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The Board-Certified Doctors of Elite Pain Management can create individualized treatment plans to free you from the grips of pain.

*Below you will find detailed journals on conditions we treat and treatments we use.
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Cortisone Shots

Cortisone shots are used to treat a variety of conditions that can affect joints. Administering the steroid via injection helps to alleviate pain at that site. Additionally, it reduces inflammation by tempering down the effects of the immune system. Based on a patient’s particular condition, a mixture of steroid and anesthetic will be injected into the joint itself or a specific area of the surrounding soft tissue.

Conditions that can benefit from Cortisone Injection Therapy

Many issues involving joint pain and decreased range of motion are caused by diseases that trigger inflammation. Additionally, issues with nerves that run in and around joints may also contribute to joint pain. Common conditions that may benefit from Cortisone shots include:

  • Arthritis Inflammation in one or more joints causes pain and stiffness. There are many types of arthritis including:
    • Osteoarthritis: cartilage in the joint
    • rheumatoid arthritis: autoimmune disease, meaning the body’s immune system attacks itself, specifically the lining of joints
    • psoriatic arthritis: autoimmune disease targeting the connective tissue of joints that also triggers a skin disease called psoriasis
  • Tendonitis Tendons connect muscles to bone. Inflammation in this connective tissue is referred to as tendonitis. Damage can occur due to a variety of factors such as trauma or overuse by repetitive motions.
  • Compressed nerves Various nerves can become compressed or pinched. In addition to pain, they can elicit strange sensations of numbness or tingling. Pressure, leading to compression, can come from damage sustained from trauma, from repetitive motions, or from inflammation of surrounding tissues due to other issues. Carpal tunnel syndrome and Cubital tunnel syndrome are examples of conditions caused by compressed nerves.
  • Gout Gout is a specific type of arthritis that happens as a result of a buildup of uric acid. It is most commonly affects the feet.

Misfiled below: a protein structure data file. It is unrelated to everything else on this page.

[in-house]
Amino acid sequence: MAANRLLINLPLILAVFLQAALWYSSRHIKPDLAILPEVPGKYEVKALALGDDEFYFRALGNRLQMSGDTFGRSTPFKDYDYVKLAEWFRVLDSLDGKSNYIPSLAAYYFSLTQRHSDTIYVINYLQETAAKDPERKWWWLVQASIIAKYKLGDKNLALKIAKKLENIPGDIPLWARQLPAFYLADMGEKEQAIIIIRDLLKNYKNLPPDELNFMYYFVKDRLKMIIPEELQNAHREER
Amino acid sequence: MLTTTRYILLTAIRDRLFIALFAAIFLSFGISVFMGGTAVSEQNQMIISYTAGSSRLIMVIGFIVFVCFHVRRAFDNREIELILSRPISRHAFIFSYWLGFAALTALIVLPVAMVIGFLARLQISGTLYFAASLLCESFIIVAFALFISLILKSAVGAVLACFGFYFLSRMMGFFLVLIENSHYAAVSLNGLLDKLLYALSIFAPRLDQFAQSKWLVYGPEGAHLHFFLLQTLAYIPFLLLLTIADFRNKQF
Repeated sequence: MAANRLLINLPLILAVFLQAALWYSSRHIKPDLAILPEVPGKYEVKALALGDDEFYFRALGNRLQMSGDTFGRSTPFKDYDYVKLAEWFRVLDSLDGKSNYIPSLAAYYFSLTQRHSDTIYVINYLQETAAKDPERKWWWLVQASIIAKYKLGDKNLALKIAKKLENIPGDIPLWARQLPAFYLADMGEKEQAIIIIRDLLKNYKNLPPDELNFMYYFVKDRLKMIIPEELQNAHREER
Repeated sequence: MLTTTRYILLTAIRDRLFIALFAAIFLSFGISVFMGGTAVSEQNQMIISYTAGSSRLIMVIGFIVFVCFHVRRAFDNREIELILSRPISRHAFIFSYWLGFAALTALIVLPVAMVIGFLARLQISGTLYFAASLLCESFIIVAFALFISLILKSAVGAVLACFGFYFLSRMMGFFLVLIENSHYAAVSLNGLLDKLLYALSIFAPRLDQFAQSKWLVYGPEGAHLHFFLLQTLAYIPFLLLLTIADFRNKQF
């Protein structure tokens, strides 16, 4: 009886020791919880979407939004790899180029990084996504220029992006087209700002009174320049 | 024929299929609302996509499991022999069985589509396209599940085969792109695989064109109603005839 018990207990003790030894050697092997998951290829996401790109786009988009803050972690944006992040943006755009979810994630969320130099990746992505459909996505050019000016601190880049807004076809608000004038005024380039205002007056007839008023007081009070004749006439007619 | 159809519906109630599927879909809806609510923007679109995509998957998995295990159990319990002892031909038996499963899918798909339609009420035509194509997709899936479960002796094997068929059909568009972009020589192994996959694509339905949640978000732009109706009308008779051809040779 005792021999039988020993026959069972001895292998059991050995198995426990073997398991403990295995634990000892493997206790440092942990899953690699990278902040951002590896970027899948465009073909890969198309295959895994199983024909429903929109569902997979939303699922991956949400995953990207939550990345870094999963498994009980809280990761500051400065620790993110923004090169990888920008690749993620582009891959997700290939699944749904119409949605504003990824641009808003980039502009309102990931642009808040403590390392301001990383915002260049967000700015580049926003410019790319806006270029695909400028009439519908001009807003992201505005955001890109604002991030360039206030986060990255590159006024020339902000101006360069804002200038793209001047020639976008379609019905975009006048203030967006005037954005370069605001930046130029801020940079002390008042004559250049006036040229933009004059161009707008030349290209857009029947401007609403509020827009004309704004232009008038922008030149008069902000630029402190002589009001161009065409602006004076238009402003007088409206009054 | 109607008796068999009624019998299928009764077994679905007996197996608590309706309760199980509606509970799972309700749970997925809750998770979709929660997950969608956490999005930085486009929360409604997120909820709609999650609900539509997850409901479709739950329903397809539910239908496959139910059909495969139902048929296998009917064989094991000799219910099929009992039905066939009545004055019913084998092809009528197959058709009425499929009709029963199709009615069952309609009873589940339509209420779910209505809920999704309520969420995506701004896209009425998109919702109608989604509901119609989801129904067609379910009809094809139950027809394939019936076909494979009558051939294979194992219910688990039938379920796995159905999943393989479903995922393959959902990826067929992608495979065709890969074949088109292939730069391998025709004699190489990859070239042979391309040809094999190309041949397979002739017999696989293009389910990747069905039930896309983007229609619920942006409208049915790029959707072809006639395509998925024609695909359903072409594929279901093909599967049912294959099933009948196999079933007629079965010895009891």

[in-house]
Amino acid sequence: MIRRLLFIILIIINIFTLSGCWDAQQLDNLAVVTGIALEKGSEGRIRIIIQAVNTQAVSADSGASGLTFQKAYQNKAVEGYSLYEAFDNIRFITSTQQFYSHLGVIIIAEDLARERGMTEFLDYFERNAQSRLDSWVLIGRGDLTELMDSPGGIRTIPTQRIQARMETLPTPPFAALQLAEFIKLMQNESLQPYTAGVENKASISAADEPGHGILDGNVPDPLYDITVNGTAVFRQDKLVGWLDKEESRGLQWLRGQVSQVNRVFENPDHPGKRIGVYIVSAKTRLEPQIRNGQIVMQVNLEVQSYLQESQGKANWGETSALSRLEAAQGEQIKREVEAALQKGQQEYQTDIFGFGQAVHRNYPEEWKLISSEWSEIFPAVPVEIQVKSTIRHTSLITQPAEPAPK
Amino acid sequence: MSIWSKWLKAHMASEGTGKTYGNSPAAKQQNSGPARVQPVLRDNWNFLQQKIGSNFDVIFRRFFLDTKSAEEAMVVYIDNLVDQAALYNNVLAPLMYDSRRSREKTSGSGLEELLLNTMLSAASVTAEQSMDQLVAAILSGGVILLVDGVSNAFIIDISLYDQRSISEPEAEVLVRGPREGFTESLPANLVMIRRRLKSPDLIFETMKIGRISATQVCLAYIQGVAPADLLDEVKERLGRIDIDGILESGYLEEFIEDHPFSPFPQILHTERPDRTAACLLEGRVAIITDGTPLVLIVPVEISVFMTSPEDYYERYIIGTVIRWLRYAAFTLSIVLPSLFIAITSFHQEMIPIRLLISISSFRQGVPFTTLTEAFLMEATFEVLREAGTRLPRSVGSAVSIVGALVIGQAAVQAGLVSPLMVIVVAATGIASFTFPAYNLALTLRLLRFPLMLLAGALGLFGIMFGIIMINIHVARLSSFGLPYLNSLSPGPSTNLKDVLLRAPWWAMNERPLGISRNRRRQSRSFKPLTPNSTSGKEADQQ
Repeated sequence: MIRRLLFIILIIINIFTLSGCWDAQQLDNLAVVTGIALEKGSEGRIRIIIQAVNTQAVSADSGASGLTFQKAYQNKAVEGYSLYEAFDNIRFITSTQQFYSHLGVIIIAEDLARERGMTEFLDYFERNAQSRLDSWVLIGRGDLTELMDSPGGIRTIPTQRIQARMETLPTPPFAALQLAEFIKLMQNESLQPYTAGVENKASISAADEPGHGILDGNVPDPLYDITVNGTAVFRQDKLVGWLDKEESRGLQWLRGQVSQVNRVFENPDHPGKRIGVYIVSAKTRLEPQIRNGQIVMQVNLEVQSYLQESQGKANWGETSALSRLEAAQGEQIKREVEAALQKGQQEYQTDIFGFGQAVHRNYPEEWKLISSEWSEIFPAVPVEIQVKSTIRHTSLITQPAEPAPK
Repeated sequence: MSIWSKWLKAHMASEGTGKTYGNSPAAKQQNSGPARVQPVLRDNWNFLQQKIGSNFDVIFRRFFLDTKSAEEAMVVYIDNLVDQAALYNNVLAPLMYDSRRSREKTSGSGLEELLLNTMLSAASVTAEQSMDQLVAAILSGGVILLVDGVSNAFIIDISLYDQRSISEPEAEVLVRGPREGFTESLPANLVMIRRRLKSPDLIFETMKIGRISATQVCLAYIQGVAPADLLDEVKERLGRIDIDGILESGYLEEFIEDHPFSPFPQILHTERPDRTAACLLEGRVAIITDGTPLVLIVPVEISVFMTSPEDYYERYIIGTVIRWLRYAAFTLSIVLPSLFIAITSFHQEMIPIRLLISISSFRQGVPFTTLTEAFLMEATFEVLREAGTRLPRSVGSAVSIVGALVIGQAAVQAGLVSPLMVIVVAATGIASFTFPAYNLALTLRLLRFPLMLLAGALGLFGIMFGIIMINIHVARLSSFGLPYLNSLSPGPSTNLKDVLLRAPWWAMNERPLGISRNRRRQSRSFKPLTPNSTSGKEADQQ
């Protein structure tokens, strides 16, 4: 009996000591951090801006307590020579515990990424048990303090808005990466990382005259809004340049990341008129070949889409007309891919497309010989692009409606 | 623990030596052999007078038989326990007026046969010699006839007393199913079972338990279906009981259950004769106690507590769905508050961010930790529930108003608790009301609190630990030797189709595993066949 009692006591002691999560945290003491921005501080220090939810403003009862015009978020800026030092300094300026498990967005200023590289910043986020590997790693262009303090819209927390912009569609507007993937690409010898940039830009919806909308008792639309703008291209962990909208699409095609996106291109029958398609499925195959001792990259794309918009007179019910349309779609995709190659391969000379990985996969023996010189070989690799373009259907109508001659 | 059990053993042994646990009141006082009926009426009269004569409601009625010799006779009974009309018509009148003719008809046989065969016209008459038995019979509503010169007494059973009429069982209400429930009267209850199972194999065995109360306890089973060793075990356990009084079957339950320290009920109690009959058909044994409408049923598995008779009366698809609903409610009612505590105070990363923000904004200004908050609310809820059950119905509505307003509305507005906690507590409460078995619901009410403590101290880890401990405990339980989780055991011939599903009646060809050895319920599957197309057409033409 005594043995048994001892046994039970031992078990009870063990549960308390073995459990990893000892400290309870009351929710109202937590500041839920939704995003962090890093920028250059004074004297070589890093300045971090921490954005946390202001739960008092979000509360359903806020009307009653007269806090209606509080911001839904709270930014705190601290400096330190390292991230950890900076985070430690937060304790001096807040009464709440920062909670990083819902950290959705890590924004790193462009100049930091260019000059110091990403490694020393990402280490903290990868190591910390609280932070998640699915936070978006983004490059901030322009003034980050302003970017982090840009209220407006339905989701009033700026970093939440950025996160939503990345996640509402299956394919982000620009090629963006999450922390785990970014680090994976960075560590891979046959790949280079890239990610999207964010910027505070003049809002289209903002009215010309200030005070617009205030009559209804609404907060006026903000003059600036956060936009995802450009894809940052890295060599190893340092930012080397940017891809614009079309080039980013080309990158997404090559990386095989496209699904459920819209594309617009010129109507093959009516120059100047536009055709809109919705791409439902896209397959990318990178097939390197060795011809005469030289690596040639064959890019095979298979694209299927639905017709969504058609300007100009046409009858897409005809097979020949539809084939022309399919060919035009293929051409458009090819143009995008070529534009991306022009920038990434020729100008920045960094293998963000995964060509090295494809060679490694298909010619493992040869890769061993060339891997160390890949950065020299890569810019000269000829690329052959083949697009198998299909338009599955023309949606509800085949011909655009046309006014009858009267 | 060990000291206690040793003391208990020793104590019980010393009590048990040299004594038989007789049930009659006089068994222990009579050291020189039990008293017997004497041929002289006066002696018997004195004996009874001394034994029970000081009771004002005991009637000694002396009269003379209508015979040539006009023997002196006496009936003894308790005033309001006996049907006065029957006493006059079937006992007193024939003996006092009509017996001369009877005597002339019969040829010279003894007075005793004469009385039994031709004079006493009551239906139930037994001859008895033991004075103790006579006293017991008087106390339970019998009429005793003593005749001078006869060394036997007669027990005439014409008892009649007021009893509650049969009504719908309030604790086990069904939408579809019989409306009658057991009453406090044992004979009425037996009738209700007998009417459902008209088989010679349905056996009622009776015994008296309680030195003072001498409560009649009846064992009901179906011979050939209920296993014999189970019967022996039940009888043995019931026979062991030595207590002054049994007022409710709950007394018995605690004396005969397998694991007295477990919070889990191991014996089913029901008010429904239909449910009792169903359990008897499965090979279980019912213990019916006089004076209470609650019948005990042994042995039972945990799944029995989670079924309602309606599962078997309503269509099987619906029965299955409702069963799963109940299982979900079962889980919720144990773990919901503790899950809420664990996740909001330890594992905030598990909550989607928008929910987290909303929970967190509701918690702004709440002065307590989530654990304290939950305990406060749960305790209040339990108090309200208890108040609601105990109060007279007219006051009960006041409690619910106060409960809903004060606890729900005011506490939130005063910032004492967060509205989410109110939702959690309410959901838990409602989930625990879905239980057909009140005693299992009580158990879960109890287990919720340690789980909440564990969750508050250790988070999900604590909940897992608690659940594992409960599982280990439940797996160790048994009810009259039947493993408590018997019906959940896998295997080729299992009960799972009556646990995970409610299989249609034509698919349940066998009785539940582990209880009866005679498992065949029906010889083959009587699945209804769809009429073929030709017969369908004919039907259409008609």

• Bursitis: The bursae are the fluid-filled sacs that protect the “pointy” parts of joints. Bursitis occurs when the sac becomes inflamed. This can be due to either trauma or infection.

Common Medications Used

There is no strict guideline as to which glucocorticoid is the “gold standard”. Physicians make their decisions based on a variety of factors. However, the following steroids are the most commonly used with similar rates for each:

  • Methylprednisolone acetate
  • Triamcinolone acetate
  • Triamcinolone acetonide

The amount of steroid necessary will vary depending on the location where the cortisone injection will be administered. The smaller the area being targeted, the less the dosage of the steroid is needed. Too much of a steroid at a specific site can cause damage in the form of atrophy.

Anesthetics can be mixed in, such as lidocaine. There are several benefits to adding an anesthetic to steroid shots:

  • Lowers the concentration of steroid, making it less likely to cause atrophy
  • Provide immediate pain relief, giving the steroid time to metabolize and give a greater overall effect later
  • Less likely the steroid will cause localized irritation before its positive effects are felt

How often should cortisone injections occur?

As with many medical treatments, the frequency with which a medication is administered depends on the patient’s condition and corresponding location. There are currently no absolute recommendations for the frequency of injections. Most health care providers will limit the number of injections to 3-4 per year.

Generally speaking, steroid use (including injections) should not be continually administered over an extended period of time unless specifically recommended by your medical professional team. These types of shots are usually limited to a couple of years of use. However, most medical professionals recommend limiting the use of these shots to the minimum amount needed. This is due to the propensity of the side effects to start outweighing the benefits.